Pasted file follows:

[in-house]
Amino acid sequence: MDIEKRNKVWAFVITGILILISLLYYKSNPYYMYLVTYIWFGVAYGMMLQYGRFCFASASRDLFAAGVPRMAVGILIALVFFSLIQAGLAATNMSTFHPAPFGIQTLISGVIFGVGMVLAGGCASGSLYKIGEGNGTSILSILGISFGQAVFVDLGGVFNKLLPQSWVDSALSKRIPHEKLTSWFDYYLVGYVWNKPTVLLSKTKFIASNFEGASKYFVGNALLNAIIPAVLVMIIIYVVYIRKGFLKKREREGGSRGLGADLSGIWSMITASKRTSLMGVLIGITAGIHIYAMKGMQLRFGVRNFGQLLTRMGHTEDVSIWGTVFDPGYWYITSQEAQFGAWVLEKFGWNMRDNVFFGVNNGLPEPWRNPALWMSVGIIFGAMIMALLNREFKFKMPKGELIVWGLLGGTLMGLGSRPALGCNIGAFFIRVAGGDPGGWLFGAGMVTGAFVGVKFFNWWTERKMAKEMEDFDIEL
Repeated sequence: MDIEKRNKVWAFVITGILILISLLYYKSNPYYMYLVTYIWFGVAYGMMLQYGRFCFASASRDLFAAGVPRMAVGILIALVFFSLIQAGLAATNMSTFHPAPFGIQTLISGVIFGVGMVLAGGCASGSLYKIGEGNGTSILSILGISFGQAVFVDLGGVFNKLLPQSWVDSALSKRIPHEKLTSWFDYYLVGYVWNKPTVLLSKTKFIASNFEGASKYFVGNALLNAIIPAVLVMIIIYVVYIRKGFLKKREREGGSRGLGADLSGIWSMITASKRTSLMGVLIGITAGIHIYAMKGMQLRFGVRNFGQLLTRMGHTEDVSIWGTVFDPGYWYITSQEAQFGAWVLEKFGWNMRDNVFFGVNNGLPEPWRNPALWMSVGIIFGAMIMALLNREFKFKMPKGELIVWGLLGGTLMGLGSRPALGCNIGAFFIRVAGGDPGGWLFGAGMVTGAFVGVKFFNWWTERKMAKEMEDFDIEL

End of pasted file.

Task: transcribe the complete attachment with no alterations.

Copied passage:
[in-house]
Amino acid sequence: MDIEKRNKVWAFVITGILILISLLYYKSNPYYMYLVTYIWFGVAYGMMLQYGRFCFASASRDLFAAGVPRMAVGILIALVFFSLIQAGLAATNMSTFHPAPFGIQTLISGVIFGVGMVLAGGCASGSLYKIGEGNGTSILSILGISFGQAVFVDLGGVFNKLLPQSWVDSALSKRIPHEKLTSWFDYYLVGYVWNKPTVLLSKTKFIASNFEGASKYFVGNALLNAIIPAVLVMIIIYVVYIRKGFLKKREREGGSRGLGADLSGIWSMITASKRTSLMGVLIGITAGIHIYAMKGMQLRFGVRNFGQLLTRMGHTEDVSIWGTVFDPGYWYITSQEAQFGAWVLEKFGWNMRDNVFFGVNNGLPEPWRNPALWMSVGIIFGAMIMALLNREFKFKMPKGELIVWGLLGGTLMGLGSRPALGCNIGAFFIRVAGGDPGGWLFGAGMVTGAFVGVKFFNWWTERKMAKEMEDFDIEL
Repeated sequence: MDIEKRNKVWAFVITGILILISLLYYKSNPYYMYLVTYIWFGVAYGMMLQYGRFCFASASRDLFAAGVPRMAVGILIALVFFSLIQAGLAATNMSTFHPAPFGIQTLISGVIFGVGMVLAGGCASGSLYKIGEGNGTSILSILGISFGQAVFVDLGGVFNKLLPQSWVDSALSKRIPHEKLTSWFDYYLVGYVWNKPTVLLSKTKFIASNFEGASKYFVGNALLNAIIPAVLVMIIIYVVYIRKGFLKKREREGGSRGLGADLSGIWSMITASKRTSLMGVLIGITAGIHIYAMKGMQLRFGVRNFGQLLTRMGHTEDVSIWGTVFDPGYWYITSQEAQFGAWVLEKFGWNMRDNVFFGVNNGLPEPWRNPALWMSVGIIFGAMIMALLNREFKFKMPKGELIVWGLLGGTLMGLGSRPALGCNIGAFFIRVAGGDPGGWLFGAGMVTGAFVGVKFFNWWTERKMAKEMEDFDIEL